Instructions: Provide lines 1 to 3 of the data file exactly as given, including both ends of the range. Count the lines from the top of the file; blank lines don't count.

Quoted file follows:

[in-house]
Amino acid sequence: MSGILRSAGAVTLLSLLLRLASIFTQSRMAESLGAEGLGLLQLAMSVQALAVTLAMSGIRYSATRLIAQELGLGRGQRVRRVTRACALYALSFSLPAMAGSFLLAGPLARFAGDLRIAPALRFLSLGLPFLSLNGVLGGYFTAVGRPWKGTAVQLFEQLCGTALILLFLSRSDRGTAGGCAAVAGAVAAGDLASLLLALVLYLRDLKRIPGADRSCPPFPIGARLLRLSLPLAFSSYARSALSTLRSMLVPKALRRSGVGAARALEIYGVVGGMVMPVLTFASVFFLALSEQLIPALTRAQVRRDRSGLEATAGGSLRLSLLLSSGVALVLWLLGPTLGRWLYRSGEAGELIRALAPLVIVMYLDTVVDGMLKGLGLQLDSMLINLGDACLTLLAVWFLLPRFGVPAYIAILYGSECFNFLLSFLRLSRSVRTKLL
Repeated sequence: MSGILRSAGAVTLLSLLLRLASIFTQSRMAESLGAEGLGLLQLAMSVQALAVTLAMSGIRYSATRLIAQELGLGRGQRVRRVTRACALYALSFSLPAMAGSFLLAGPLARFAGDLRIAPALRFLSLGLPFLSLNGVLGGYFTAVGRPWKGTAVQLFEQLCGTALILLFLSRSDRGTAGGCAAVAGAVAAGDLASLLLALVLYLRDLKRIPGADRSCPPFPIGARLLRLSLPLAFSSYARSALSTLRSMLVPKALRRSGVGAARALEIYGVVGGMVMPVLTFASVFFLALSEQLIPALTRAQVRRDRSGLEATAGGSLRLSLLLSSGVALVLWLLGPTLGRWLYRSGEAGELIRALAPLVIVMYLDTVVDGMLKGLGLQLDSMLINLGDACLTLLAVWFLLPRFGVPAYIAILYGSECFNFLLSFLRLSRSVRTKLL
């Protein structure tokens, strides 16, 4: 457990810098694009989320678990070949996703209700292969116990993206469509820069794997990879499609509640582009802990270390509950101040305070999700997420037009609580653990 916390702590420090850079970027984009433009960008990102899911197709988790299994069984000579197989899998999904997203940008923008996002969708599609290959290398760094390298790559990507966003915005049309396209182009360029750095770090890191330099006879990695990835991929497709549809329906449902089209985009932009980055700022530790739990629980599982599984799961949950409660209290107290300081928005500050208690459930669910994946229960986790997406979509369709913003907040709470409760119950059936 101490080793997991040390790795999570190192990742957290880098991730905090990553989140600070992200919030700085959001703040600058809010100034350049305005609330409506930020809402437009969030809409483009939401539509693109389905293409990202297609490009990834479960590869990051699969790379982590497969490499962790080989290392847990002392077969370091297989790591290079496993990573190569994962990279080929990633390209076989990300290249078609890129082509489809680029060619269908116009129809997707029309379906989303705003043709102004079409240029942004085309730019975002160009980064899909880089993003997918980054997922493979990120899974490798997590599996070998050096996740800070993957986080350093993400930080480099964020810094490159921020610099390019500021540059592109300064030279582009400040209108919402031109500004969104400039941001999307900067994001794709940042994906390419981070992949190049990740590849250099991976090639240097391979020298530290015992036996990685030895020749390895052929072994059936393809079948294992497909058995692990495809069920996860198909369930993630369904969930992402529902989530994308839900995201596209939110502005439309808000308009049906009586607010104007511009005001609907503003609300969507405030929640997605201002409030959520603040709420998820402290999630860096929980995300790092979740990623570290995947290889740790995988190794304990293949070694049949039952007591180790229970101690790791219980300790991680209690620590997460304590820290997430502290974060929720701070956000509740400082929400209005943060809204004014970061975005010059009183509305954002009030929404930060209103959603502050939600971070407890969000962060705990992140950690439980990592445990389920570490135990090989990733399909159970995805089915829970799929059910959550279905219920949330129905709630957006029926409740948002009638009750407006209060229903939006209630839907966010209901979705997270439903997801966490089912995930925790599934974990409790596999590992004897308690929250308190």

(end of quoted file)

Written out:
[in-house]
Amino acid sequence: MSGILRSAGAVTLLSLLLRLASIFTQSRMAESLGAEGLGLLQLAMSVQALAVTLAMSGIRYSATRLIAQELGLGRGQRVRRVTRACALYALSFSLPAMAGSFLLAGPLARFAGDLRIAPALRFLSLGLPFLSLNGVLGGYFTAVGRPWKGTAVQLFEQLCGTALILLFLSRSDRGTAGGCAAVAGAVAAGDLASLLLALVLYLRDLKRIPGADRSCPPFPIGARLLRLSLPLAFSSYARSALSTLRSMLVPKALRRSGVGAARALEIYGVVGGMVMPVLTFASVFFLALSEQLIPALTRAQVRRDRSGLEATAGGSLRLSLLLSSGVALVLWLLGPTLGRWLYRSGEAGELIRALAPLVIVMYLDTVVDGMLKGLGLQLDSMLINLGDACLTLLAVWFLLPRFGVPAYIAILYGSECFNFLLSFLRLSRSVRTKLL
Repeated sequence: MSGILRSAGAVTLLSLLLRLASIFTQSRMAESLGAEGLGLLQLAMSVQALAVTLAMSGIRYSATRLIAQELGLGRGQRVRRVTRACALYALSFSLPAMAGSFLLAGPLARFAGDLRIAPALRFLSLGLPFLSLNGVLGGYFTAVGRPWKGTAVQLFEQLCGTALILLFLSRSDRGTAGGCAAVAGAVAAGDLASLLLALVLYLRDLKRIPGADRSCPPFPIGARLLRLSLPLAFSSYARSALSTLRSMLVPKALRRSGVGAARALEIYGVVGGMVMPVLTFASVFFLALSEQLIPALTRAQVRRDRSGLEATAGGSLRLSLLLSSGVALVLWLLGPTLGRWLYRSGEAGELIRALAPLVIVMYLDTVVDGMLKGLGLQLDSMLINLGDACLTLLAVWFLLPRFGVPAYIAILYGSECFNFLLSFLRLSRSVRTKLL